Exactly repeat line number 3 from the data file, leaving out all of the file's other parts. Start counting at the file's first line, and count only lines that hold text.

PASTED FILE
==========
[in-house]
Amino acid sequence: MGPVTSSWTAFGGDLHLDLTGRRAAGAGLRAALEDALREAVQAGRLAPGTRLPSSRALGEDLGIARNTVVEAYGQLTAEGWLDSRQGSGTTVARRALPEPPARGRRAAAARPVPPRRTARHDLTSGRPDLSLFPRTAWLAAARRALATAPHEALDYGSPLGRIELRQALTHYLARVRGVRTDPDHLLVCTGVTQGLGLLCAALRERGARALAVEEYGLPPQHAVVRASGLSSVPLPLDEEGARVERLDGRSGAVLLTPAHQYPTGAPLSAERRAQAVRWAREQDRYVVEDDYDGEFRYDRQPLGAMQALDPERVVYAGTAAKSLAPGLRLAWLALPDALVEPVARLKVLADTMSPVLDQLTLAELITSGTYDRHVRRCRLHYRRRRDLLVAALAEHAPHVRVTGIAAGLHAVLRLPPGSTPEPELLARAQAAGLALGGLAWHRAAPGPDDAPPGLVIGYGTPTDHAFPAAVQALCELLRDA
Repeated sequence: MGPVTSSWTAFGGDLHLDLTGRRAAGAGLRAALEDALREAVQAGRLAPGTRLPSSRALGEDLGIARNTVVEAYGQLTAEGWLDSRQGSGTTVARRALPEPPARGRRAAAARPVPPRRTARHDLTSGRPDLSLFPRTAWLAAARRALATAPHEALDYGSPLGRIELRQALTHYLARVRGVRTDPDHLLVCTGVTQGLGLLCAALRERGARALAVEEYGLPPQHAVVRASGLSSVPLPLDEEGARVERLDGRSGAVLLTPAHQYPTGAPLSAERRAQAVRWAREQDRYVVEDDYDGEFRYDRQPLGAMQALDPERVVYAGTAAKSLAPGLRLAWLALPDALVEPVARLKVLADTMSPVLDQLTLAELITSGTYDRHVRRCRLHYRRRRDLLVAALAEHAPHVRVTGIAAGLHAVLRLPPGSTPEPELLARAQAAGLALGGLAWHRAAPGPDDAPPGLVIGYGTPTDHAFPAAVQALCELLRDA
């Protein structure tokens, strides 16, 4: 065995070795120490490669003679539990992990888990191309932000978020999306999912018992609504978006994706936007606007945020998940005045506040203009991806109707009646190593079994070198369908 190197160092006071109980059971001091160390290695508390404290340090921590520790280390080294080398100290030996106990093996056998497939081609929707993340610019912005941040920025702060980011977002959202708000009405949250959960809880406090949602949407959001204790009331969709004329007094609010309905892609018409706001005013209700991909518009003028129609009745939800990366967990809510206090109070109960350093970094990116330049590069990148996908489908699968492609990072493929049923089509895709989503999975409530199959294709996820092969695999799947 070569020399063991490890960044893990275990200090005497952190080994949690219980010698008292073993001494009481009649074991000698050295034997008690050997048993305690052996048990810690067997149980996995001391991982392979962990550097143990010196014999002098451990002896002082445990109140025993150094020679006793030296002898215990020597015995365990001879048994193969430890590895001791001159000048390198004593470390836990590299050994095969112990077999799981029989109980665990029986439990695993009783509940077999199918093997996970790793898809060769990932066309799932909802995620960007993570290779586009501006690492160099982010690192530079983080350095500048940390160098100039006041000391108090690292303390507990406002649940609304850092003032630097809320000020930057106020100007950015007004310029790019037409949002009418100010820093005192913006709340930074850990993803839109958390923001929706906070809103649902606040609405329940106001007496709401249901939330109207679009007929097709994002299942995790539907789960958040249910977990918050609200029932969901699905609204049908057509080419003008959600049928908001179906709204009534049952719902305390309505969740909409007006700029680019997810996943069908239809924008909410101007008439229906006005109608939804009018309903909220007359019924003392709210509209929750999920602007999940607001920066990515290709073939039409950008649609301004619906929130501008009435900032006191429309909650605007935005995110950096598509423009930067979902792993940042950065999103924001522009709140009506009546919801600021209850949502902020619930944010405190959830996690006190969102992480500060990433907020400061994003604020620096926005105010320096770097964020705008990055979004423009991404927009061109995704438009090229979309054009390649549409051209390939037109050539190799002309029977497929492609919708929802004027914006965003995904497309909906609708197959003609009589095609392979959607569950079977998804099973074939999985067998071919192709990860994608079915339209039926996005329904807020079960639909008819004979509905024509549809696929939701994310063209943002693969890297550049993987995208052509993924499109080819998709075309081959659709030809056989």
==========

Repeated sequence: MGPVTSSWTAFGGDLHLDLTGRRAAGAGLRAALEDALREAVQAGRLAPGTRLPSSRALGEDLGIARNTVVEAYGQLTAEGWLDSRQGSGTTVARRALPEPPARGRRAAAARPVPPRRTARHDLTSGRPDLSLFPRTAWLAAARRALATAPHEALDYGSPLGRIELRQALTHYLARVRGVRTDPDHLLVCTGVTQGLGLLCAALRERGARALAVEEYGLPPQHAVVRASGLSSVPLPLDEEGARVERLDGRSGAVLLTPAHQYPTGAPLSAERRAQAVRWAREQDRYVVEDDYDGEFRYDRQPLGAMQALDPERVVYAGTAAKSLAPGLRLAWLALPDALVEPVARLKVLADTMSPVLDQLTLAELITSGTYDRHVRRCRLHYRRRRDLLVAALAEHAPHVRVTGIAAGLHAVLRLPPGSTPEPELLARAQAAGLALGGLAWHRAAPGPDDAPPGLVIGYGTPTDHAFPAAVQALCELLRDA